The data set consists of evapotranspiration measurements made at the USGS Dead River forested wetland climate station beginning November 21, 2009 and ending February 29, 2016. Annual ET rates corrected to a near-surface energy-budget varied from 1448 mm (2012) to 1614 mm (2010). The eddy-covariance method was used, with high-frequency sensors installed above the forest canopy to measure sensible and latent heat fluxes. Ancillary meteorological data are also included in the data set: net radiation, soil temperature and moisture, air temperature, relative humidity, wind speed and direction, rainfall, and ground-water levels. Data were collected at 30-minute resolution, with evapotranspiration corrected to the near-surface energy-budget at a daily timescale.
The study was conducted at an undeveloped mixed hardwood swamp within Dead River Wilderness Park, located at the end of Dead River Rd., west of U.S. Highway 301, 27 km northeast of Tampa in Hillsborough County, Florida (latitude 28 07’ 43” N longitude 82 15’ 44” W, Section 13, Township 27S, Range 20E). Study instruments were installed in November 2009. The 46-m instrument tower was located about 90 m northeast of the final pullout before the parking area, which is 2.6 km from the park entrance gate on Dead River Rd.
The station is within the Hillsborough River floodplain, and is inundated at high river stages (Lewelling, 2004). The site is classified as a freshwater palustrine forested broad-leaf deciduous wetland that is seasonally flooded (U.S. Fish and Wildlife Service, 2010). Dominant tree species are cabbage palm (Sabal palmetto), red maple (Acer rubrum), sweet-gum (Liquidambar styraciflua), live oak (Quercus virginiana), elm (Ulmus americana), with occasional slash pine, magnolia, and hickory. Canopy height is 20-24 m. The site is located near the middle of the floodplain at least 1 km away from different land cover types in all directions. The floodplain extends farther to the northeast and southwest along the path of the river. The soils at the site are Chobee sandy loam, frequently flooded, which are nearly level, very poorly drained bottomland soils with a surface layer of black sandy loam. The subsoil is dark to very dark gray mottled sandy clay loam (Soil Conservation Service, 1989). Clay dominates in the subsoil to the east of the station based on holes dug for the tower guy cable bases.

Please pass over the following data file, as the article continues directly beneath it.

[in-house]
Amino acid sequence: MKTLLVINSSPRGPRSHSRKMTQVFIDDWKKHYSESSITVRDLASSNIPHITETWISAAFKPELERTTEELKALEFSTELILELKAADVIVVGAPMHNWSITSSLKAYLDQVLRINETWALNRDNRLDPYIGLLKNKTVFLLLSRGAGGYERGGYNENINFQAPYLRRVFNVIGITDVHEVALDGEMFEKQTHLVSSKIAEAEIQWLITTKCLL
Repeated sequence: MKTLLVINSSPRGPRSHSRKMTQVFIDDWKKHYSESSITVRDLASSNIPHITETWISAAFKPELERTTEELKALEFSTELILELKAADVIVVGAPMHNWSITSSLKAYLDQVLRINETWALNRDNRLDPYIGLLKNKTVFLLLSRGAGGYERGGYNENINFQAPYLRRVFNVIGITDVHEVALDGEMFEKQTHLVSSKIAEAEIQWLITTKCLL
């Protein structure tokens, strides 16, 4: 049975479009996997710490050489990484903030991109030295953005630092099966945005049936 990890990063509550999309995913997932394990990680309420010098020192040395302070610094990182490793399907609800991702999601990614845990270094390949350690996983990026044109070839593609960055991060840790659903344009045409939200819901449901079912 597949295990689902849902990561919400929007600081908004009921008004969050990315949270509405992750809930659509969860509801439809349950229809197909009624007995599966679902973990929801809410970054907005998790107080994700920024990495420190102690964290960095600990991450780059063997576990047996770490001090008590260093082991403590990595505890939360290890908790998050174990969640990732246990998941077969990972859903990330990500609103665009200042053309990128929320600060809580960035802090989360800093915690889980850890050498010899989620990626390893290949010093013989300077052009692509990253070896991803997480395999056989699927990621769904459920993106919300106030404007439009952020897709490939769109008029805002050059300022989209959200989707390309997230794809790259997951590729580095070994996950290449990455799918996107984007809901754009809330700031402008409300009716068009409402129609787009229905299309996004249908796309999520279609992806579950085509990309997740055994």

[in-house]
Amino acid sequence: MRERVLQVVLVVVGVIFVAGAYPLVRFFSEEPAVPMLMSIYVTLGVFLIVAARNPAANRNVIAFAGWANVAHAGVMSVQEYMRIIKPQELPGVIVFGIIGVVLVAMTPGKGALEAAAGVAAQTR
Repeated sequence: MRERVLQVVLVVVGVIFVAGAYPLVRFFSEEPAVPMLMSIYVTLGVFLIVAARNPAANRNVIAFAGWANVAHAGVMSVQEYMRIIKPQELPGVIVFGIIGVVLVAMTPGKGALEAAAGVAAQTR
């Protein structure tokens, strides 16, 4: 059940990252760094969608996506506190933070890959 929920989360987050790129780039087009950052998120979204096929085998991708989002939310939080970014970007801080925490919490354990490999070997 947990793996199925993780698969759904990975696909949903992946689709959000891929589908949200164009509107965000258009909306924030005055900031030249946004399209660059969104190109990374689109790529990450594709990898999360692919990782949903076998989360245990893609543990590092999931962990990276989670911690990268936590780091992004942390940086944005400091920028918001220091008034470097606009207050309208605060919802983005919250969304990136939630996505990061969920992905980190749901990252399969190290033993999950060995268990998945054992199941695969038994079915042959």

Lewelling, B.R., 2004. Extent of areal inundation of riverine wetlands along five river systems in the Upper Hillsborough River Watershed, west-central Florida: U.S. Geological Survey Scientific Investigations Report 2004-5133, 49 p., plus appendixes.
Soil Conservation Service, 1989. Soil survey of Hillsborough County, Florida: U.S. Department of Agriculture, Soil Conservation Service, 168 p.
U.S. Fish and Wildlife Service, 2010. National Wetlands Inventory website: U.S. Department of Interior, Washington, D.C. http://www.fws.gov/wetlands/